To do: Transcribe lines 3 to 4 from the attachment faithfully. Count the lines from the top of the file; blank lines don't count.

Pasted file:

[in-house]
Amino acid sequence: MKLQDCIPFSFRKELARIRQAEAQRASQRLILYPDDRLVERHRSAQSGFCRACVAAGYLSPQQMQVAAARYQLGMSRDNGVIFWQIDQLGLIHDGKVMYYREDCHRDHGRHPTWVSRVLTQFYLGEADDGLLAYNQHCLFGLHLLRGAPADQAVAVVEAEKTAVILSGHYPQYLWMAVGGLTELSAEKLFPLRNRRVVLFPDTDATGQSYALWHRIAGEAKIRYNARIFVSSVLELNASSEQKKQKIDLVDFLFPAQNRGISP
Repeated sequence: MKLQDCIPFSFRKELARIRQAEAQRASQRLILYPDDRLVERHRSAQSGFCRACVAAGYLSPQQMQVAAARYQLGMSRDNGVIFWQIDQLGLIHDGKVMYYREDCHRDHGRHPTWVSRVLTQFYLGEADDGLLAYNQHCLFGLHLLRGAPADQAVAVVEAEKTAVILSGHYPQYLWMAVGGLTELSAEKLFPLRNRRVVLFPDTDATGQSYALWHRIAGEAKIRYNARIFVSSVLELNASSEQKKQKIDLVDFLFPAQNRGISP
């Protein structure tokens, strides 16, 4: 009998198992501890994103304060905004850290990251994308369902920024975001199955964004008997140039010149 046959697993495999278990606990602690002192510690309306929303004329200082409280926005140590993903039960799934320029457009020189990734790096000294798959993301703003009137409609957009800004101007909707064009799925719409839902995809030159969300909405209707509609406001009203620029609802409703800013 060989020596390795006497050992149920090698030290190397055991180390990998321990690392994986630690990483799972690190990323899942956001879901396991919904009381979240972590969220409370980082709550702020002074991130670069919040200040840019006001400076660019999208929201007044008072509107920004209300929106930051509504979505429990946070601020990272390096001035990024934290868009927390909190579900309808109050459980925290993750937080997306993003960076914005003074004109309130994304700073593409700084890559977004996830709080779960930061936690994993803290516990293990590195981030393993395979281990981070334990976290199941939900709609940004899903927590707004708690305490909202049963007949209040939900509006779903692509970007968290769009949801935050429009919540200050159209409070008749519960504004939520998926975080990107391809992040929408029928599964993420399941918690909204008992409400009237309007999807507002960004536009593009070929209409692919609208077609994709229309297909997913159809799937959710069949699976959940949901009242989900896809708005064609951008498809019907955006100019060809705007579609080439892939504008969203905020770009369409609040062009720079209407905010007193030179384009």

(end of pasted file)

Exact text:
Repeated sequence: MKLQDCIPFSFRKELARIRQAEAQRASQRLILYPDDRLVERHRSAQSGFCRACVAAGYLSPQQMQVAAARYQLGMSRDNGVIFWQIDQLGLIHDGKVMYYREDCHRDHGRHPTWVSRVLTQFYLGEADDGLLAYNQHCLFGLHLLRGAPADQAVAVVEAEKTAVILSGHYPQYLWMAVGGLTELSAEKLFPLRNRRVVLFPDTDATGQSYALWHRIAGEAKIRYNARIFVSSVLELNASSEQKKQKIDLVDFLFPAQNRGISP
């Protein structure tokens, strides 16, 4: 009998198992501890994103304060905004850290990251994308369902920024975001199955964004008997140039010149 046959697993495999278990606990602690002192510690309306929303004329200082409280926005140590993903039960799934320029457009020189990734790096000294798959993301703003009137409609957009800004101007909707064009799925719409839902995809030159969300909405209707509609406001009203620029609802409703800013 060989020596390795006497050992149920090698030290190397055991180390990998321990690392994986630690990483799972690190990323899942956001879901396991919904009381979240972590969220409370980082709550702020002074991130670069919040200040840019006001400076660019999208929201007044008072509107920004209300929106930051509504979505429990946070601020990272390096001035990024934290868009927390909190579900309808109050459980925290993750937080997306993003960076914005003074004109309130994304700073593409700084890559977004996830709080779960930061936690994993803290516990293990590195981030393993395979281990981070334990976290199941939900709609940004899903927590707004708690305490909202049963007949209040939900509006779903692509970007968290769009949801935050429009919540200050159209409070008749519960504004939520998926975080990107391809992040929408029928599964993420399941918690909204008992409400009237309007999807507002960004536009593009070929209409692919609208077609994709229309297909997913159809799937959710069949699976959940949901009242989900896809708005064609951008498809019907955006100019060809705007579609080439892939504008969203905020770009369409609040062009720079209407905010007193030179384009």